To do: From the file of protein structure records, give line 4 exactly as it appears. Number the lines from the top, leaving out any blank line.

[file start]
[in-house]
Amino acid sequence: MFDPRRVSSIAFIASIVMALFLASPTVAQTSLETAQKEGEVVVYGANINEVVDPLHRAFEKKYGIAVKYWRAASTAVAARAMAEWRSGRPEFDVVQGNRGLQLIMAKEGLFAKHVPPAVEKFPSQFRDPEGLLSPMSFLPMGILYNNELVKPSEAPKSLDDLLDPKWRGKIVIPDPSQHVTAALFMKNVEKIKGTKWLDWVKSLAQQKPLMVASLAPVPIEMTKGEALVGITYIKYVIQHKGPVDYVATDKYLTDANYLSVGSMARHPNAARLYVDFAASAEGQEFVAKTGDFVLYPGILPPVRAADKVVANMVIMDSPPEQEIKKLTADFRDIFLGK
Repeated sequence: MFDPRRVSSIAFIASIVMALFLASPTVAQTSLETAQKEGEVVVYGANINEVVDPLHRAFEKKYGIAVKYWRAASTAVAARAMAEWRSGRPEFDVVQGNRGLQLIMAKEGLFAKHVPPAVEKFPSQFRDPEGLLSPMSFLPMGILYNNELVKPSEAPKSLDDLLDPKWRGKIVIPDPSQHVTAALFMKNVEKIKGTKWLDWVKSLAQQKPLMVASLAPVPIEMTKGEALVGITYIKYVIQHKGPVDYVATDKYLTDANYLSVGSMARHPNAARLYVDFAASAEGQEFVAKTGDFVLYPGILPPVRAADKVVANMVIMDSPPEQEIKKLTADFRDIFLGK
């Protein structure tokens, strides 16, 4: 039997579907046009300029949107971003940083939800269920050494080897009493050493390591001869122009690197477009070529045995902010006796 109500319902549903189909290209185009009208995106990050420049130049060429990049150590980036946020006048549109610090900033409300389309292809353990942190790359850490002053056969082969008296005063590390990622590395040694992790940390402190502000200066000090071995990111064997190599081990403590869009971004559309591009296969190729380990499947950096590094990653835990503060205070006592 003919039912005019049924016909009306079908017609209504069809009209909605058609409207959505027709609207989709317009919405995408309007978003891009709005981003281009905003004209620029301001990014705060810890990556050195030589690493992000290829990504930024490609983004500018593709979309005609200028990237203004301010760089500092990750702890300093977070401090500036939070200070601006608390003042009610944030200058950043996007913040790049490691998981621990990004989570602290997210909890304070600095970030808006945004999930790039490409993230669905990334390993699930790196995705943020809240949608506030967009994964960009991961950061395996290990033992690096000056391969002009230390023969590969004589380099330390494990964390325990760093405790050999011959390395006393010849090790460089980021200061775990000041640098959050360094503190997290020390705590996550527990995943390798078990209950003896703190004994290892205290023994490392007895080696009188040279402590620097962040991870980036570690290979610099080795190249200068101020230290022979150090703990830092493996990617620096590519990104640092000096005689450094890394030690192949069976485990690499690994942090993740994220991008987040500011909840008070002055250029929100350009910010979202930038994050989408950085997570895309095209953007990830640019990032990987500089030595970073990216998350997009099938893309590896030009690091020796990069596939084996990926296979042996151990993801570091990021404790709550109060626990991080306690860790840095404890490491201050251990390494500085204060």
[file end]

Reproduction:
């Protein structure tokens, strides 16, 4: 039997579907046009300029949107971003940083939800269920050494080897009493050493390591001869122009690197477009070529045995902010006796 109500319902549903189909290209185009009208995106990050420049130049060429990049150590980036946020006048549109610090900033409300389309292809353990942190790359850490002053056969082969008296005063590390990622590395040694992790940390402190502000200066000090071995990111064997190599081990403590869009971004559309591009296969190729380990499947950096590094990653835990503060205070006592 003919039912005019049924016909009306079908017609209504069809009209909605058609409207959505027709609207989709317009919405995408309007978003891009709005981003281009905003004209620029301001990014705060810890990556050195030589690493992000290829990504930024490609983004500018593709979309005609200028990237203004301010760089500092990750702890300093977070401090500036939070200070601006608390003042009610944030200058950043996007913040790049490691998981621990990004989570602290997210909890304070600095970030808006945004999930790039490409993230669905990334390993699930790196995705943020809240949608506030967009994964960009991961950061395996290990033992690096000056391969002009230390023969590969004589380099330390494990964390325990760093405790050999011959390395006393010849090790460089980021200061775990000041640098959050360094503190997290020390705590996550527990995943390798078990209950003896703190004994290892205290023994490392007895080696009188040279402590620097962040991870980036570690290979610099080795190249200068101020230290022979150090703990830092493996990617620096590519990104640092000096005689450094890394030690192949069976485990690499690994942090993740994220991008987040500011909840008070002055250029929100350009910010979202930038994050989408950085997570895309095209953007990830640019990032990987500089030595970073990216998350997009099938893309590896030009690091020796990069596939084996990926296979042996151990993801570091990021404790709550109060626990991080306690860790840095404890490491201050251990390494500085204060």